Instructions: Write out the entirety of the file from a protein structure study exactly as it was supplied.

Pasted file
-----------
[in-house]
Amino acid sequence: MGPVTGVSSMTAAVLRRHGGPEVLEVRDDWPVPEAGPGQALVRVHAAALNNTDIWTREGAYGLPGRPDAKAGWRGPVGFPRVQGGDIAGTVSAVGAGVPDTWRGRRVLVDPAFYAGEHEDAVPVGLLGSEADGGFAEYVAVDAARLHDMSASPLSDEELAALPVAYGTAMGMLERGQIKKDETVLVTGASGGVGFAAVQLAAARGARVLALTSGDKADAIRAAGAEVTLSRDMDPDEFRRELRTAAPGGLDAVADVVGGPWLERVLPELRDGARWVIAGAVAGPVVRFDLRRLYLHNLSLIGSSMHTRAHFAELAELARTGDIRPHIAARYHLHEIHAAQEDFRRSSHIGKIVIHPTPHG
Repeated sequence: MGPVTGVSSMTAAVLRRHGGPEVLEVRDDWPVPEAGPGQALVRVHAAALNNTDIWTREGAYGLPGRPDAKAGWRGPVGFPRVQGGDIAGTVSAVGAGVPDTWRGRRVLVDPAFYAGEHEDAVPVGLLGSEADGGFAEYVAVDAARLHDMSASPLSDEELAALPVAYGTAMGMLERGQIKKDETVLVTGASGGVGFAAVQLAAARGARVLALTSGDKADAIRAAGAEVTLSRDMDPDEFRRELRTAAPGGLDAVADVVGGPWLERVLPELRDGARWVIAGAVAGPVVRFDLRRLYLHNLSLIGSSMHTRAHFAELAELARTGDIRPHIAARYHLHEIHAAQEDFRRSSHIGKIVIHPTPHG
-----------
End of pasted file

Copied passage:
[in-house]
Amino acid sequence: MGPVTGVSSMTAAVLRRHGGPEVLEVRDDWPVPEAGPGQALVRVHAAALNNTDIWTREGAYGLPGRPDAKAGWRGPVGFPRVQGGDIAGTVSAVGAGVPDTWRGRRVLVDPAFYAGEHEDAVPVGLLGSEADGGFAEYVAVDAARLHDMSASPLSDEELAALPVAYGTAMGMLERGQIKKDETVLVTGASGGVGFAAVQLAAARGARVLALTSGDKADAIRAAGAEVTLSRDMDPDEFRRELRTAAPGGLDAVADVVGGPWLERVLPELRDGARWVIAGAVAGPVVRFDLRRLYLHNLSLIGSSMHTRAHFAELAELARTGDIRPHIAARYHLHEIHAAQEDFRRSSHIGKIVIHPTPHG
Repeated sequence: MGPVTGVSSMTAAVLRRHGGPEVLEVRDDWPVPEAGPGQALVRVHAAALNNTDIWTREGAYGLPGRPDAKAGWRGPVGFPRVQGGDIAGTVSAVGAGVPDTWRGRRVLVDPAFYAGEHEDAVPVGLLGSEADGGFAEYVAVDAARLHDMSASPLSDEELAALPVAYGTAMGMLERGQIKKDETVLVTGASGGVGFAAVQLAAARGARVLALTSGDKADAIRAAGAEVTLSRDMDPDEFRRELRTAAPGGLDAVADVVGGPWLERVLPELRDGARWVIAGAVAGPVVRFDLRRLYLHNLSLIGSSMHTRAHFAELAELARTGDIRPHIAARYHLHEIHAAQEDFRRSSHIGKIVIHPTPHG